But our “criteria”, i.e. in this case our principles, are not “abstract”, nor “doctrinaire”, nor “dogmatic”. They are political and very “concrete”, in that they proceed from the history of the struggles of the workers’ movement and the lessons that revolutionary Marxism has drawn from those struggles.

These criteria or principles teach us that a coalition government with sections of thebourgeoisie, defending private ownership of the means of production (the problem is not only “liberal” policies!), is a bourgeois government (the elementary question of the class nature of the Lula government is missing from the two texts voted on at the IC(8)!); and that such a government can therefore never have “governmental orientations” such as would justify “governmental participation” on our part.

Let us add that the Lula government is not just any bourgeois government: it is a government of this type which is praised and even fawned upon by the bourgeoisie, both Brazilian and international (and imperialist in particular). To take part in the Spanish Popular Front government was a serious error of the POUM - even in the midst of a civil war against Fascism. To take part in the Chávez government would in the same way constitute a serious error (but one that the revolutionary Marxists of the OIR, because they are consistent, are at absolutely no risk of making), although it is subject to with violent attacks from the bourgeoisie and imperialism. To take part in the Lula government, that is something else. There is no excuse, not the least “extenuating circumstance”.

Of course, Marxism is not a dogma, it is constantly evolving and particularly when major changes in the class struggle occur. If experience shows us that certain criteria should be modified, then let us modify them. It remains the case that in all history, we have never yet seen a bourgeois government defending the interests of the workers or moving towards socialism. DS does not pretend otherwise. It is content to answer that that is not the problem, by stigmatizing our criteria as “abstract”, “doctrinaire”, and “dogmatic”. Is it really necessary that at the last minute, this view still abounds in the leadership of the Fourth International?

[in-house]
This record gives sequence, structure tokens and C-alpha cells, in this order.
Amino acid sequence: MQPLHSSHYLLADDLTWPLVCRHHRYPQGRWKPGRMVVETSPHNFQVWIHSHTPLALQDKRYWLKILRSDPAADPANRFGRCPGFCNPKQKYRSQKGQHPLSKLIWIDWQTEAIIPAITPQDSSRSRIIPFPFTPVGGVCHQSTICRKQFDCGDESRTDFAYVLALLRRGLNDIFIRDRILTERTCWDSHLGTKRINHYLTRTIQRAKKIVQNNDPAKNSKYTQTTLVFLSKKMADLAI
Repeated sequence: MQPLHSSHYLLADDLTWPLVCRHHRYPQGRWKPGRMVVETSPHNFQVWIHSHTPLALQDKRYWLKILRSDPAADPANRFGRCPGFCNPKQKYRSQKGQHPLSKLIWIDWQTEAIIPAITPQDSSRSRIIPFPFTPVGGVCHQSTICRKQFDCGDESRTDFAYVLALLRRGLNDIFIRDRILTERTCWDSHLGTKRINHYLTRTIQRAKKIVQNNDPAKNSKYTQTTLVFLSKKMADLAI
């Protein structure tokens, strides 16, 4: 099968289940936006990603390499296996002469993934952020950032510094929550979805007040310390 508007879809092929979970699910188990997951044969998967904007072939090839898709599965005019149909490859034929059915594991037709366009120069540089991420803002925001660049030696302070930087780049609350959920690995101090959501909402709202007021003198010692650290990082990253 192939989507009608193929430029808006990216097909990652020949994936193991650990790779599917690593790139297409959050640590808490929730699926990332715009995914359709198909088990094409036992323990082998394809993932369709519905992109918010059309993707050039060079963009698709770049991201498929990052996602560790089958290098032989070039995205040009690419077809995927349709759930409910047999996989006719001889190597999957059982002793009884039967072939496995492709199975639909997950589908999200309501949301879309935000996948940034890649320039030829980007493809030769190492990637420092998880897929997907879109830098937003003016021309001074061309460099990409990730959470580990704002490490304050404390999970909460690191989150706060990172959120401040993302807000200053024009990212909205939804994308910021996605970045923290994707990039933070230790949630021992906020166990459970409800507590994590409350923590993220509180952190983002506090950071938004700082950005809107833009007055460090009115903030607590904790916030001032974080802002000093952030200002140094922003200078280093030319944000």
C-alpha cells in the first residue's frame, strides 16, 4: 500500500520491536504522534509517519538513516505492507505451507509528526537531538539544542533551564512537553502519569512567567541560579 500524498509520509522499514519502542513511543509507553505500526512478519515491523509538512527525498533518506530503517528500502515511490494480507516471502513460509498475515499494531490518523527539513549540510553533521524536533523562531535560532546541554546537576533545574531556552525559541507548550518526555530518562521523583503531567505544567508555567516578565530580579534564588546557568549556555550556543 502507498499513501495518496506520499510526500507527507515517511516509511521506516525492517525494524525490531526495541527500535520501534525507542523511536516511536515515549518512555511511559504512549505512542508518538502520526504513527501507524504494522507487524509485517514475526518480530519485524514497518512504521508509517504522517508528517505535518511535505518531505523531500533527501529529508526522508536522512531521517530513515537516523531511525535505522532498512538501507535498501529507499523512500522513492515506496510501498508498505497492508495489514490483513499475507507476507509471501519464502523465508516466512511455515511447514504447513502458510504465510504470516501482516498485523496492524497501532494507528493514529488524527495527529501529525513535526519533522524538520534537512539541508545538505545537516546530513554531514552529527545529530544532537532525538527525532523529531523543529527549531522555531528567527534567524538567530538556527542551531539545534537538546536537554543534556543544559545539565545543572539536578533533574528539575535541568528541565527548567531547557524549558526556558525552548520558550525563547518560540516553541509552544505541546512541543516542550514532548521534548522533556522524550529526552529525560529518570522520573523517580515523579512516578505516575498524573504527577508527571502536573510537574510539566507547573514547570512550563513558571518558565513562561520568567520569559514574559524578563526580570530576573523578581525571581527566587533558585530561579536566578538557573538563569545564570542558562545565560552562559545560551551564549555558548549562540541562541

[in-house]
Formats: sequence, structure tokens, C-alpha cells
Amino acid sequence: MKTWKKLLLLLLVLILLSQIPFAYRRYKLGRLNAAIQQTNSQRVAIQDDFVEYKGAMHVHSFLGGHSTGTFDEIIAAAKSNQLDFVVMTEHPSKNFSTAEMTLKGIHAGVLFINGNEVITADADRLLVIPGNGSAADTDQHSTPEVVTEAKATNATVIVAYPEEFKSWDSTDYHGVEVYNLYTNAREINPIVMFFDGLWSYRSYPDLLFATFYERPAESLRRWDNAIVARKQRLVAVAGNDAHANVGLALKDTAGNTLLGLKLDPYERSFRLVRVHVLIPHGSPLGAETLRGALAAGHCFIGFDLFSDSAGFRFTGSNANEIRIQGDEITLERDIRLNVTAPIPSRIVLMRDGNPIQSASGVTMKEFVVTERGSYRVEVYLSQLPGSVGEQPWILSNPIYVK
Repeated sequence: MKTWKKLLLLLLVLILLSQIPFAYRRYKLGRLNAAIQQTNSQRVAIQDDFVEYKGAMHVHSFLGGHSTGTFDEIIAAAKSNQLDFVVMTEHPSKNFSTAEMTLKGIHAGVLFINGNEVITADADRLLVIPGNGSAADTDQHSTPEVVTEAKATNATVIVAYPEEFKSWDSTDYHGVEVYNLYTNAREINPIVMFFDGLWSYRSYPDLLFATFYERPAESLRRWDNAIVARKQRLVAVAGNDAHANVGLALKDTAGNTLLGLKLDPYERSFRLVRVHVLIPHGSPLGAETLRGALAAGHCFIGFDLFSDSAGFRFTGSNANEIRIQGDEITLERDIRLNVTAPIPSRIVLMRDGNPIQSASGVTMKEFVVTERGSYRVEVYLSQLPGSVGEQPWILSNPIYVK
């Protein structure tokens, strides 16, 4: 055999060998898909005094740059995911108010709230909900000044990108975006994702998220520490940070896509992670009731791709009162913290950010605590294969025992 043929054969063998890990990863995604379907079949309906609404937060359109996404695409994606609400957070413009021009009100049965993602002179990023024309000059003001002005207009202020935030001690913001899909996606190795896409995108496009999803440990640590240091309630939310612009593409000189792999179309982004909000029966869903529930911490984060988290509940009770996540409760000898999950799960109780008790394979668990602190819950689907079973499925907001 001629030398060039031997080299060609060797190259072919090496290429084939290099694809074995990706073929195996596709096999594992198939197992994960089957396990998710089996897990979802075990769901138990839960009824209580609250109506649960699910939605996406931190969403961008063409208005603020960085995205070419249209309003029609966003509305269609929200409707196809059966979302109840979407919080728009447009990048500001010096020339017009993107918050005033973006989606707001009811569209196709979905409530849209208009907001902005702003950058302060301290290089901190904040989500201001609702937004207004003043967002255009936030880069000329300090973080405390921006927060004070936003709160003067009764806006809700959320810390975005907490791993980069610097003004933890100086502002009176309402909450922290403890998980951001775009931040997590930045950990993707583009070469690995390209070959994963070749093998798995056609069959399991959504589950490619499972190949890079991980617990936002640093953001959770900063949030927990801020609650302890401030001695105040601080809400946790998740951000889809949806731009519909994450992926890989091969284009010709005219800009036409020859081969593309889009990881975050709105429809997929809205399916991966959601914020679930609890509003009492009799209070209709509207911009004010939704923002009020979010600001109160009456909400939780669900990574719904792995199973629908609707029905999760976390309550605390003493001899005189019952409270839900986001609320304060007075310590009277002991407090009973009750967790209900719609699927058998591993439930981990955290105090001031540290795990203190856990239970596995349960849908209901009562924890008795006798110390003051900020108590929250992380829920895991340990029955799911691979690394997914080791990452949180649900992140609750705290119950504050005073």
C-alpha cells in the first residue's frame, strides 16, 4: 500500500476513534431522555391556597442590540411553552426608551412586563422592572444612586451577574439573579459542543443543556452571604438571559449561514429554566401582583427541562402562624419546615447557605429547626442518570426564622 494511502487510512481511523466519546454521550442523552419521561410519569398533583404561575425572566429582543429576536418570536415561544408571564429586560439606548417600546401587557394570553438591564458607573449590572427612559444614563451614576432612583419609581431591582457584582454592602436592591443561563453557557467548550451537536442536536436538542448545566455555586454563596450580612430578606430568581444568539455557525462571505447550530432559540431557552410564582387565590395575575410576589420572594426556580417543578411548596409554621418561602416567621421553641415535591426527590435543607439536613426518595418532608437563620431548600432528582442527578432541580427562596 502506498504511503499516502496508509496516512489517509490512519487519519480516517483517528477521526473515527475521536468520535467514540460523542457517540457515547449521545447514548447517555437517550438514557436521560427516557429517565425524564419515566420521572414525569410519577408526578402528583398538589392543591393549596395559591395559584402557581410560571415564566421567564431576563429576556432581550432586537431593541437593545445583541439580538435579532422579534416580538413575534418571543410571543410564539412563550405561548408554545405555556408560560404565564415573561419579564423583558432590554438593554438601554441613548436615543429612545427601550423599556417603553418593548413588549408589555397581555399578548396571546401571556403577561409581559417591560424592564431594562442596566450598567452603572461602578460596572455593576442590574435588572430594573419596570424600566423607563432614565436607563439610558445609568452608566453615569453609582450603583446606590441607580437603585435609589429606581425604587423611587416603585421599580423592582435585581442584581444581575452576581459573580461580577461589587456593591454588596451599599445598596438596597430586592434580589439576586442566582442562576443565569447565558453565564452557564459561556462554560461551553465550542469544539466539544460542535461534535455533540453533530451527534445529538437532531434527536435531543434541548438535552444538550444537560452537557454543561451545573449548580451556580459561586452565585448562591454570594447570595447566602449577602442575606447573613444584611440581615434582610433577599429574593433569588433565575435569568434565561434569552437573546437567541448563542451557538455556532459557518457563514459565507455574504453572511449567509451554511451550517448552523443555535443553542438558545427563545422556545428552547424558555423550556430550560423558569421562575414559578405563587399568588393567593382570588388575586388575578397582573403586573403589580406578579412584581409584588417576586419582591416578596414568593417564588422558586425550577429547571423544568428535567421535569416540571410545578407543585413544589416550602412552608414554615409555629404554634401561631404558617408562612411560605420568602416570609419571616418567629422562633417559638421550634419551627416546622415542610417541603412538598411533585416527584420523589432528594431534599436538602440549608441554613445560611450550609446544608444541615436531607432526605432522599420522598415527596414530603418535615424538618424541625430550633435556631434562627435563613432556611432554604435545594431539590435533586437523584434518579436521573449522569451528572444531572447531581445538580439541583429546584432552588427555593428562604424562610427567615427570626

3) To now be able to reorientate ourselves, it would thus be desirable to stop reasserting - as the letter does on several occasions in connection with the 7th conference of DS, in particular in section 11 - resolutions of DS which are located entirely within a framework of supporting and participating in this government, and whose inexorable political logic is thus to prepare a capitulation all down the line.

Likewise it would be it to better avoid presenting the policy followed by DS in the state of Ceará (Letter, point 7) and its capital Fortaleza (point 8) as a perfect example of an excellent orientation. Because in so far as these comrades are resisting to some extent, which is to their credit when compared with others, they have nevertheless continued, until now at least, to support the government and thus to endorse a policy of class collaboration(9).

4) In particular, it will be necessary to demolish the misleading fetish of the phrase “participatory democracy” - to be able to break with all the retreats which it involved or covered, and not to relapse into similar mistakes in the future.

Section 7 of the letter takes issue with the P-SOL by accusing it of “an infantile leftism (like the abstentionist position - or the absence of a position - on the Porto Alegre municipal election), neglecting the obvious fact that a victory of Raul [Pont] in the local elections in Porto Alegre would have been important for the city, for the internal situation in the PT, and for the global justice movement as a whole”.

This attack is not correct and its authors know it. The majority of the P-SOL leadership favoured voting for Pont, including its local organization as a contribution from the MES(10), its principal component in Porto Alegre, testifies. It argued that in a local election, unless there are particular reasons to the contrary, it is right to vote for a reformist candidate who faces a bourgeois candidate.

However, the policies of PT-DS local governments, in particular concerning the great teachers’ strike in Rio Grande do Sul, left many scars, so much so that many “independent” militants, not members of an internal tendency though often coming from the PT, favoured abstention. Under conditions where the P-SOL, just formed, was (as it still is) more a movement towards a new party than a finished party, to impose a majority vote on the minority would not havebeen democratic. The responsible attitude was thus to adopt in the name of the party (everyone being able to give their own position) the consensus position that the P-SOL made public: to call for no vote to the right-wing candidate, and to indicate that some of its militants would vote Pont while others would not.